The Wolof language is strikingly similar to the Chinese language in several ways, for instance, the fact that both happen to be widely spoken by the natives as well as several other neighboring nations (McLaughlin 56). Both also possess two distinct dialects; Wolof can either be Senegal Wolof or The Gambian Wolof while Chinese can either be Mandarin or Cantonese (Finegan 83). It is a fact that more individuals tend to speak a variety of Chinese as a native language as compared to any other language around the world. Similarly, Wolof language is also widely spoken in various countries such as France, Mauritania, Mali, and Guinea-Bissau (Adegbija 64).
Another similarity that can be observed in the Chinese and Wolof languages is the fact that unlike Western languages, these two languages are simple because they lack any form of verb conjugation (Campbell 44). This means that the verb does not change and thus, any difference in mood and tense are normally indicated using grammatical marker words (Gittens 21). Also, both Chinese and Wolof languages end in consonants, where the majority of them can also be doubled. Despite these few similarities that exist between the Wolof language and the Chinese language, there are several differences that also exist between these two. The differences can be seen in the characteristics that these two distinct languages possess.
As it had been earlier mentioned, one major difference that can be found between Chinese language and Wolof language is the fact that the former is tonal while the latter is non-tonal (Newman & Ratliff 106). This means that in the Chinese language, the meaning of a particular sound is capable of transforming depending on its intonation. An example is found in Mandrin which has four tones and an extra one considered to be rather neutral, whereby the sound ‘ma’ can possess different meanings depending on the kind of tone used to pronounce it (McLaughlin 58). On the other hand, Wolof language does not contain tones, and therefore, stress by itself tends not to distinguish word meaning. However, Wolof syllables are different in terms of intensity; for example, long vowels are usually pronounced with more intensity as compared to short ones (Finegan 87).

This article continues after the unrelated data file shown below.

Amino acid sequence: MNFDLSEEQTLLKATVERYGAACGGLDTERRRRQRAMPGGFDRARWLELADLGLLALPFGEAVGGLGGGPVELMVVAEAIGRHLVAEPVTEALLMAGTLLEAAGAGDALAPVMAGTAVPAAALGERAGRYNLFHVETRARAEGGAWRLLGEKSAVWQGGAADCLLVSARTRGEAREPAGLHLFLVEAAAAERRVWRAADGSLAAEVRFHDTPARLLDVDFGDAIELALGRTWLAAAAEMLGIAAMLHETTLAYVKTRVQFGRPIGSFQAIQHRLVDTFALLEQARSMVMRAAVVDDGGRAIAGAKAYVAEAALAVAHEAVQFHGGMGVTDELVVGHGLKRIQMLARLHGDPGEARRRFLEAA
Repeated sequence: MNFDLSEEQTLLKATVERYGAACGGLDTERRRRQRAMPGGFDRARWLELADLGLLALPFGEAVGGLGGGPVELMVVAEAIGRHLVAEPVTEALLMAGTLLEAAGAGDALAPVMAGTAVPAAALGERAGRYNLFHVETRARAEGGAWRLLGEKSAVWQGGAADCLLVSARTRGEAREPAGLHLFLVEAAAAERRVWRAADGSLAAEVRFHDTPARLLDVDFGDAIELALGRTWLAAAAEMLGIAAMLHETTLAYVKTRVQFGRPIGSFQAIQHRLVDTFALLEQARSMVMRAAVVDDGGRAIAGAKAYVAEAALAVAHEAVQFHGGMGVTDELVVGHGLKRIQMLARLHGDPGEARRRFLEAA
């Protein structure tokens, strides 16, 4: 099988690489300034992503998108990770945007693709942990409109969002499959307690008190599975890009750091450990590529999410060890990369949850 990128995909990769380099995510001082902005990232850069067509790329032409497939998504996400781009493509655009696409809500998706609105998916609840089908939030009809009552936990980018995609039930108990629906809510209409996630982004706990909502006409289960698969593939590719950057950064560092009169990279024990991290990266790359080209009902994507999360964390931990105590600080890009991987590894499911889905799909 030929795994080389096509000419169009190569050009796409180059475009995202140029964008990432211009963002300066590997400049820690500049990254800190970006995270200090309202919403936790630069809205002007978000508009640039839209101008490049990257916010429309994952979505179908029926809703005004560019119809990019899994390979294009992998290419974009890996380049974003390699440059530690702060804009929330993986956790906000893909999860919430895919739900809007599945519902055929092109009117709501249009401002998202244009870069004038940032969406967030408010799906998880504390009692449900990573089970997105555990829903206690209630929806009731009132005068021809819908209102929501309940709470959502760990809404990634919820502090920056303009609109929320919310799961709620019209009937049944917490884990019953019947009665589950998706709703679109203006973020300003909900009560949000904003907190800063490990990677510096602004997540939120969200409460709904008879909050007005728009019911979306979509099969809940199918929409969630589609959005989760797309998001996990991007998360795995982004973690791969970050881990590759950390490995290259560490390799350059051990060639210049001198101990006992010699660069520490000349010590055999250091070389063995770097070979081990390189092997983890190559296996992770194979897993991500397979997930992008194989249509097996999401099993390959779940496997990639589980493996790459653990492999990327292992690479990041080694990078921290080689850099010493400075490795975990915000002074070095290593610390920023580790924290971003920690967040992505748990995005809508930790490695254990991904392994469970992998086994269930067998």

Another key difference between the Chinese language and the Wolof language can be found in their writing. Long before Senegal became colonized, efforts were being made to record the language while utilizing the Arabic script referred to, at that time, as Wolofal (Adegbija 66). Even though the Latin script came into use from the 15th Century particularly in recorded literary works and oral traditions of the Wolof people, some parts of the population, especially the elderly in Senegal, still use Arabic scripts today (Campbell 45). Wolof orthography tends to use the Roman alphabet, standardized in the year 1974 (Gittens 23).
On the other hand, nearly all languages in the Chinese language are written using similar characters. There are also two distinct systems for writing Chinese characters, that is, traditional characters and simplified characters (Newman & Ratliff 108). Traditional characters happen to be an older version of characters that have existed for many years and are still utilized in everyday life in Taiwan and Hong Kong (McLaughlin 60). Simplified characters are a contemporary reconstruction of the Chinese writing system that makes such characters less complicated and commonly used in mainland China (Finegan 91).
Numerous other similarities, as well as differences, can be observed between the Wolof language and other languages around the world. The fact that Wolof language is not a tonal language as compared to the majority of other Sub-Saharan African languages is perhaps what makes it rather unique and interesting. The origins of the Wolof language have not yet been established, though some linguistics tends to believe that the name itself originated from an area where the Jolof Empire was founded in the 14th Century. The onset of urbanization, inter-ethnic marriages as well as socio-economic integration contributed to the spread of Wolof language in the 20th Century.
Adegbija, Efurosibina E. Language Attitudes in Sub-Saharan Africa: A Sociolinguistic Overview. Multilingual Matters. 1994. Print.
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Campbell, George. Compendum of the world’s languages. 2nd Edition. London: Routledge. 2000. Print.
Finegan, Edward. Language: Its Structure and Use. New York: Cengage Learning. 2008. Print.
Gittens, Angela D. Hands, Eyes, Butts and Thighs: Women’s Labor, Sexuality, and Movement Technique from Senegal through the Diaspora. New York: ProQuest. 2008. Print.
McLaughlin, Fiona. The Languages of Urban Africa. New York: Continuum. 2009. Print.
Newman, Paul and Ratliff, Martha. Linguistic Fieldwork. Cambridge: Cambridge University Press. 2001. Print.